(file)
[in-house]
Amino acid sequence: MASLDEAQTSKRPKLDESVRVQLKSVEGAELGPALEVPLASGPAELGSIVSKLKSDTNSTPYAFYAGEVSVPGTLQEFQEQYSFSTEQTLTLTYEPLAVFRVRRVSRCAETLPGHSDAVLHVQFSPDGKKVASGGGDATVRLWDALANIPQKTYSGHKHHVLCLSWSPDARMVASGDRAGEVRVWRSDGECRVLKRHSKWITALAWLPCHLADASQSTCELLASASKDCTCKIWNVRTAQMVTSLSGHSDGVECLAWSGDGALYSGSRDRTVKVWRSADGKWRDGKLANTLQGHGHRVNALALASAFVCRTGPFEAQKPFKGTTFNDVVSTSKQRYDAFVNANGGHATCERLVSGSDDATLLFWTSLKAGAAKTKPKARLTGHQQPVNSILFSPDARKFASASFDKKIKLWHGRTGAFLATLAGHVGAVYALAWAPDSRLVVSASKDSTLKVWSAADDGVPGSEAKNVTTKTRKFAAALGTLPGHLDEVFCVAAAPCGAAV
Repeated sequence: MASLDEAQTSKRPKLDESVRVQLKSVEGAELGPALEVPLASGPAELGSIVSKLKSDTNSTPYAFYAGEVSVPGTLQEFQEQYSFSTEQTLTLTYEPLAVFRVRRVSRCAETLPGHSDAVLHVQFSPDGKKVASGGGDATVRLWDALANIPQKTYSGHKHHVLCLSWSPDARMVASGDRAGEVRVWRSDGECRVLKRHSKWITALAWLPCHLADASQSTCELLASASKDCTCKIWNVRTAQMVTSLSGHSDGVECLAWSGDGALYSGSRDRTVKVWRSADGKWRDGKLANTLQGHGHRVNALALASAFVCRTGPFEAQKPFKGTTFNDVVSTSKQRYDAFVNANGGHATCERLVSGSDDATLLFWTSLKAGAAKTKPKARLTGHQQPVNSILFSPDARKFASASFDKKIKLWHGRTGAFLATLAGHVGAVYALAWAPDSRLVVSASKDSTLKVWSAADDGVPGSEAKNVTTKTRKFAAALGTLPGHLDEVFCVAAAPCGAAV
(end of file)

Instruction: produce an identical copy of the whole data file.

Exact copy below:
[in-house]
Amino acid sequence: MASLDEAQTSKRPKLDESVRVQLKSVEGAELGPALEVPLASGPAELGSIVSKLKSDTNSTPYAFYAGEVSVPGTLQEFQEQYSFSTEQTLTLTYEPLAVFRVRRVSRCAETLPGHSDAVLHVQFSPDGKKVASGGGDATVRLWDALANIPQKTYSGHKHHVLCLSWSPDARMVASGDRAGEVRVWRSDGECRVLKRHSKWITALAWLPCHLADASQSTCELLASASKDCTCKIWNVRTAQMVTSLSGHSDGVECLAWSGDGALYSGSRDRTVKVWRSADGKWRDGKLANTLQGHGHRVNALALASAFVCRTGPFEAQKPFKGTTFNDVVSTSKQRYDAFVNANGGHATCERLVSGSDDATLLFWTSLKAGAAKTKPKARLTGHQQPVNSILFSPDARKFASASFDKKIKLWHGRTGAFLATLAGHVGAVYALAWAPDSRLVVSASKDSTLKVWSAADDGVPGSEAKNVTTKTRKFAAALGTLPGHLDEVFCVAAAPCGAAV
Repeated sequence: MASLDEAQTSKRPKLDESVRVQLKSVEGAELGPALEVPLASGPAELGSIVSKLKSDTNSTPYAFYAGEVSVPGTLQEFQEQYSFSTEQTLTLTYEPLAVFRVRRVSRCAETLPGHSDAVLHVQFSPDGKKVASGGGDATVRLWDALANIPQKTYSGHKHHVLCLSWSPDARMVASGDRAGEVRVWRSDGECRVLKRHSKWITALAWLPCHLADASQSTCELLASASKDCTCKIWNVRTAQMVTSLSGHSDGVECLAWSGDGALYSGSRDRTVKVWRSADGKWRDGKLANTLQGHGHRVNALALASAFVCRTGPFEAQKPFKGTTFNDVVSTSKQRYDAFVNANGGHATCERLVSGSDDATLLFWTSLKAGAAKTKPKARLTGHQQPVNSILFSPDARKFASASFDKKIKLWHGRTGAFLATLAGHVGAVYALAWAPDSRLVVSASKDSTLKVWSAADDGVPGSEAKNVTTKTRKFAAALGTLPGHLDEVFCVAAAPCGAAV